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Diseases

Genetic and Rare Diseases Information Center (GARD)

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47 XXX syndrome


Other Names for this Disease

  • Triple X syndrome
  • Triple-X chromosome syndrome
  • Triple-X female
  • Triplo X syndrome
  • Trisomy X
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Tests & Diagnosis

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How is 47 XXX syndrome diagnosed?

47 XXX syndrome may first be suspected based on the presence of certain developmental, behavioral or learning disabilities in an individual. The diagnosis can be confirmed with chromosomal analysis (karyotyping), which can be performed on a blood sample. This test would reveal the presence of an extra X chromosome in body cells. 47 XXX syndrome may also be identified before birth (prenatally), based on chromosomal analysis performed on a sample taken during an amniocentesis or chorionic villus sampling (CVS) procedure.[1] However, in these cases, confirmation testing with a test called FISH is recommended in order to evaluate the fetus for mosaicism (when only a percentage of the cells have the extra X chromosome).[2]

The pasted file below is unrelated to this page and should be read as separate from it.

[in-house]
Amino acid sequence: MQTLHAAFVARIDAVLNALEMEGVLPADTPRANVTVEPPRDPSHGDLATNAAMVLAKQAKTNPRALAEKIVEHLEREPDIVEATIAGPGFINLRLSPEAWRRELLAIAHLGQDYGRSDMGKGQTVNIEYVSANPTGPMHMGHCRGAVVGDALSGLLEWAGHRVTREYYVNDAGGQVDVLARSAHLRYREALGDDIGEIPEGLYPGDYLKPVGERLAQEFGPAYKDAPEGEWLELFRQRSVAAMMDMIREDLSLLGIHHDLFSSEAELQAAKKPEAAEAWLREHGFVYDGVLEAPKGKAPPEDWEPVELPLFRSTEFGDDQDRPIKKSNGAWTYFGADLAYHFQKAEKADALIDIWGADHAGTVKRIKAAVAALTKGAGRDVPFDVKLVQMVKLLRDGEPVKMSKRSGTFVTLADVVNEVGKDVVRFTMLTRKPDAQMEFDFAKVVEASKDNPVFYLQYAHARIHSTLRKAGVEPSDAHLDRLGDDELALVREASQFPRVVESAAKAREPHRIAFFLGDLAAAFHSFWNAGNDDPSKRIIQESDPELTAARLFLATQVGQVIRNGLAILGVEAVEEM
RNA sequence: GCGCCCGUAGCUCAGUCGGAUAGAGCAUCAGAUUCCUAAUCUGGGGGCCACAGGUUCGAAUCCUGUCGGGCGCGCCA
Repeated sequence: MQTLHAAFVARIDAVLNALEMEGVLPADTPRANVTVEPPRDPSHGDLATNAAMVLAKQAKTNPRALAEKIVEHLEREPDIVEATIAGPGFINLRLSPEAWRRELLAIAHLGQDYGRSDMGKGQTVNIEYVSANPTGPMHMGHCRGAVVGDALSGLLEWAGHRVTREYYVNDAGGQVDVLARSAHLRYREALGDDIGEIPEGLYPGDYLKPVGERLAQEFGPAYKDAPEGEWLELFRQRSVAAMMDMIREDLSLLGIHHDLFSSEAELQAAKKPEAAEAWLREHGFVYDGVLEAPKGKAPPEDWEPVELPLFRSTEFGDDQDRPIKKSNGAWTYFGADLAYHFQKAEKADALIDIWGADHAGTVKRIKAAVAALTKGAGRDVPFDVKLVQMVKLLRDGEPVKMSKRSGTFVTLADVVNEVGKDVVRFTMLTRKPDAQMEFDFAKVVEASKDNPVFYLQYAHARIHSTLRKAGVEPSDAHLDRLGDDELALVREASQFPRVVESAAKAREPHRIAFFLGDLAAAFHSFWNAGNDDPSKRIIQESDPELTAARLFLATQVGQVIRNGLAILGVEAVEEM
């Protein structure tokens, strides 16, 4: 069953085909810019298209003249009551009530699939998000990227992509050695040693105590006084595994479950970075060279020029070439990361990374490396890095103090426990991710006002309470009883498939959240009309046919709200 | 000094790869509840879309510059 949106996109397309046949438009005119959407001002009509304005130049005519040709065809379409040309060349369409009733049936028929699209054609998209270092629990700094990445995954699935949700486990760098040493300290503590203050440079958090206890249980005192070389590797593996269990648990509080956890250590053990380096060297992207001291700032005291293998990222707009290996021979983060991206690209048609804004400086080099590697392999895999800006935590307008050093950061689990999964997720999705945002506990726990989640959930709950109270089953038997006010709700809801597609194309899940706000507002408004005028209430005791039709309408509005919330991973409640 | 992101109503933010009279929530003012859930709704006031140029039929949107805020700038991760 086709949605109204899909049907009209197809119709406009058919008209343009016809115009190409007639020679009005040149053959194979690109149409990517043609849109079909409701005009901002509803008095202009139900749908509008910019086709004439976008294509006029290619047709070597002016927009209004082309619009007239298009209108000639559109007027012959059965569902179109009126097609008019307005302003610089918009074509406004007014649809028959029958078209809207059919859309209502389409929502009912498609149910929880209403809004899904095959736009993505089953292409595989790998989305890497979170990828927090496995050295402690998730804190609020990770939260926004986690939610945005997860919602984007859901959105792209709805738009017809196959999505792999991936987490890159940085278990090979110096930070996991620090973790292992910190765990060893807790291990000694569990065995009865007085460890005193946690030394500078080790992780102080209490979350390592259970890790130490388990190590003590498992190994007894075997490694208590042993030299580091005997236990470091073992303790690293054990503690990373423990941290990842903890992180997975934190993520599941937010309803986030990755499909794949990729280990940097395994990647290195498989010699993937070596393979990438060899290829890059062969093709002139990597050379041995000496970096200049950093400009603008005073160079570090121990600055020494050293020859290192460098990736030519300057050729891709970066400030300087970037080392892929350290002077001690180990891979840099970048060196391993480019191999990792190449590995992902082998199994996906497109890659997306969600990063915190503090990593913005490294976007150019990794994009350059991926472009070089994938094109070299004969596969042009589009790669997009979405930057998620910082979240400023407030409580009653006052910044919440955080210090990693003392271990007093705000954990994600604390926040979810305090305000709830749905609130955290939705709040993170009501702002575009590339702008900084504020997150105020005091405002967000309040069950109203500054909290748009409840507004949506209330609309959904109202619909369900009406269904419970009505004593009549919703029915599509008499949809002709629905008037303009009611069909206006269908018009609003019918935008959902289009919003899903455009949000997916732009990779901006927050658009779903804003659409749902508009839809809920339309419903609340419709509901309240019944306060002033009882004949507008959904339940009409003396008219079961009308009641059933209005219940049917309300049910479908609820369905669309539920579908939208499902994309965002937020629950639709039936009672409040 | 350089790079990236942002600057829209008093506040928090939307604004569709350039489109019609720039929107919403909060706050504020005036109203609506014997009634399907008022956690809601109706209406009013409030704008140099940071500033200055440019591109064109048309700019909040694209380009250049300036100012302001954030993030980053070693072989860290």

Last updated: 3/16/2012

References
  1. Trisomy X. NORD. February 11, 2011; http://www.rarediseases.org/rare-disease-information/rare-diseases/byID/1024/viewAbstract. Accessed 3/16/2012.
  2. Tartaglia NR, Howell S, Sutherland A, Wilson R, Wilson L. A review of trisomy X (47,XXX). Orphanet J Rare Dis. May 2010; 11:5-8. http://www.ncbi.nlm.nih.gov/pmc/articles/PMC2883963/?tool=pubmed. Accessed 3/16/2012.


Other Names for this Disease
  • Triple X syndrome
  • Triple-X chromosome syndrome
  • Triple-X female
  • Triplo X syndrome
  • Trisomy X
See Disclaimer regarding information on this site. Some links on this page may take you to organizations outside of the National Institutes of Health.